Enigmatic and deliberate Tinker Tailor Soldier Spy makes no reservations while unraveling its heady spy story for better or worse. The film based on the bestselling novel by John Le Carre is purposefully perplexing effectively mirroring the central character George Smiley's (Gary Oldman) own mind-bending investigation of the British MI6's mole problem. But the slow burn pacing clinical shooting style and air of intrigue only go so far—Tinker Tailor Soldier Spy sports an incredible cast that can't dramatically translate the movie's impenetrable narrative. Almost from the get go the movie collapses under its own weight.
After a botched mission in Hungary that saw his colleague Jim (Mark Strong) gunned down in the streets Smiley and his boss Control (John Hurt) are released from the "Circus" (codename for England's Secret Intelligence Service). But soon after Smiley is brought back on board as an impartial observer tasked to uncover the possible infiltration of the organization. The former agent already dealing with the crippling of his own marriage attempts to sift through the history and current goings on of the Circus narrowing his hunt down to four colleagues: Percy aka "Tinker" (Toby Jones) Bill aka "Tailor" (Colin Firth) Roy aka "Soldier" (Ciaran Hinds) and Toy aka "Poor Man" (David Dencik). Working with Peter (Benedict Cumberbatch) a conflicted younger member of the service and Ricki (Tom Hardy) a rogue agent who has information of his own Smiley slowly uncovers the muddled truth—occasionally breaking in to his own work place and crossing his own friends to do so.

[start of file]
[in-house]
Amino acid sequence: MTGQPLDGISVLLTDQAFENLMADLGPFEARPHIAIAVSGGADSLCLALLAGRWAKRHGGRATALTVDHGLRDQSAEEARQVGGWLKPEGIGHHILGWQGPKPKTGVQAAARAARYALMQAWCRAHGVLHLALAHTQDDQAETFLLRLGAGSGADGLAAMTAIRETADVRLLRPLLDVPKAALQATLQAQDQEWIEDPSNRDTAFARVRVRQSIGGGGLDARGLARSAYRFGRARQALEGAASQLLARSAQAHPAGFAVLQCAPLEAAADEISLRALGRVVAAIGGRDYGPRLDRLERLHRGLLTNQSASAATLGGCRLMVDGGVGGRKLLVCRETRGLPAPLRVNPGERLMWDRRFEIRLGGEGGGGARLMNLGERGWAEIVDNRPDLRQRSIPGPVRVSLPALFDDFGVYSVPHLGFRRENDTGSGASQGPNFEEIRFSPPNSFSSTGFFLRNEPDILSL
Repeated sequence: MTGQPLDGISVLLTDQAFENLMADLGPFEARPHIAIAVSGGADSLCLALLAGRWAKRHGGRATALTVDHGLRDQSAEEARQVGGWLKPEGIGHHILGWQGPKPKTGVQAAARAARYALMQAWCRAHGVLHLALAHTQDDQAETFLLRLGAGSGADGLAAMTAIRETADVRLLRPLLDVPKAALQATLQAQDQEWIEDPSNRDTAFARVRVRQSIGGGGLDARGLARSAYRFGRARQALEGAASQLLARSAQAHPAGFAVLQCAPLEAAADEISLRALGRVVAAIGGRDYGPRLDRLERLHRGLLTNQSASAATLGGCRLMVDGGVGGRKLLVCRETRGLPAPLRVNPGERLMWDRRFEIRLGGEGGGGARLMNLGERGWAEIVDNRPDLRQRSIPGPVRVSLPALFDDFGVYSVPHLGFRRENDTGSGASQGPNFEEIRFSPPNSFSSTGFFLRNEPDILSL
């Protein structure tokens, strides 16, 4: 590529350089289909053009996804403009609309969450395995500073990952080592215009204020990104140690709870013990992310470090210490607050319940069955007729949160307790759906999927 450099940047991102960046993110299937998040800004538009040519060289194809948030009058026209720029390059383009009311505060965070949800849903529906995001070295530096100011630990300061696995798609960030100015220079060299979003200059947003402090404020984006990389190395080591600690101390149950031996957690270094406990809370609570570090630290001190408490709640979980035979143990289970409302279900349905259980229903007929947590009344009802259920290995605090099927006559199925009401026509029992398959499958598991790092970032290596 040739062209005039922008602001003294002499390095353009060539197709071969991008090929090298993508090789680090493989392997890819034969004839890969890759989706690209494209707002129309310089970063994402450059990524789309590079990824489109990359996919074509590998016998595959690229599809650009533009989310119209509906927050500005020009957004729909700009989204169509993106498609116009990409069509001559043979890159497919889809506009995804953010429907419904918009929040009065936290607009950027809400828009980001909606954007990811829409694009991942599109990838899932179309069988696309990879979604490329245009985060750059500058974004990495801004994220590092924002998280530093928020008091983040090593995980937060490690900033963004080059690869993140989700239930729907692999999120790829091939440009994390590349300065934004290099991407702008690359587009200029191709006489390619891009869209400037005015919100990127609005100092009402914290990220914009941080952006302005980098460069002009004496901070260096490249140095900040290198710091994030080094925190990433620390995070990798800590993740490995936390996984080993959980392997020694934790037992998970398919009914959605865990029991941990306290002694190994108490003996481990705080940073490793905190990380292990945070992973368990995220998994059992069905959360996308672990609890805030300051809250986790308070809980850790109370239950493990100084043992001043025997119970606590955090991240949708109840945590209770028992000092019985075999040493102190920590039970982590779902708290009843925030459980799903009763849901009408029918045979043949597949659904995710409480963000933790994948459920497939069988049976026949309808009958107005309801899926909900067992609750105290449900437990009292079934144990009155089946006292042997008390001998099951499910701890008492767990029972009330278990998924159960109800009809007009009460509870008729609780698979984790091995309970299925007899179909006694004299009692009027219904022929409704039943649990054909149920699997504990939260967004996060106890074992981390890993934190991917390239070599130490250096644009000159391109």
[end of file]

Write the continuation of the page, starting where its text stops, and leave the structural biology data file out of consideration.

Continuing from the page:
Describing Tinker Tailor Soldier Spy as dense doesn't seem complicated enough. The first hour of the monster mystery moves at a sloth's pace trickling out information like the tedious drips of a leaky faucet. The talent on display is undeniable but the characters Smiley included are so cold that a connection can never be made. TTSS sporadically jumps around from past to present timelines without any indication: a tactic that proves especially confusing when scenes play out in reoccurring locations. It's not until halfway through that the movie decides to kick into high gear Smiley's search for a culprit finally becoming clear enough to thrill. A film that takes its time is one thing but Tinker Tailor Soldier Spy does so without any edge or hook.